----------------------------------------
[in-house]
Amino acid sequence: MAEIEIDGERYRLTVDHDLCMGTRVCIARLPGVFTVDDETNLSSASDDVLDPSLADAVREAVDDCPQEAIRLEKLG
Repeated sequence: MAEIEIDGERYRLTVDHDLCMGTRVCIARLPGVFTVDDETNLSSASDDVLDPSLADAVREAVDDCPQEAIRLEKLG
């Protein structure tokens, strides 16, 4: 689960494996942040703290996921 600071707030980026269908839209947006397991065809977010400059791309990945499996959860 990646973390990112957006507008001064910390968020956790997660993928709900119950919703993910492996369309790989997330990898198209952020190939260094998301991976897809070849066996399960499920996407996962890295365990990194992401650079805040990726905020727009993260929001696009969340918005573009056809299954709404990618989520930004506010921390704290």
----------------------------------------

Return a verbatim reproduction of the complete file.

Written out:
[in-house]
Amino acid sequence: MAEIEIDGERYRLTVDHDLCMGTRVCIARLPGVFTVDDETNLSSASDDVLDPSLADAVREAVDDCPQEAIRLEKLG
Repeated sequence: MAEIEIDGERYRLTVDHDLCMGTRVCIARLPGVFTVDDETNLSSASDDVLDPSLADAVREAVDDCPQEAIRLEKLG
């Protein structure tokens, strides 16, 4: 689960494996942040703290996921 600071707030980026269908839209947006397991065809977010400059791309990945499996959860 990646973390990112957006507008001064910390968020956790997660993928709900119950919703993910492996369309790989997330990898198209952020190939260094998301991976897809070849066996399960499920996407996962890295365990990194992401650079805040990726905020727009993260929001696009969340918005573009056809299954709404990618989520930004506010921390704290």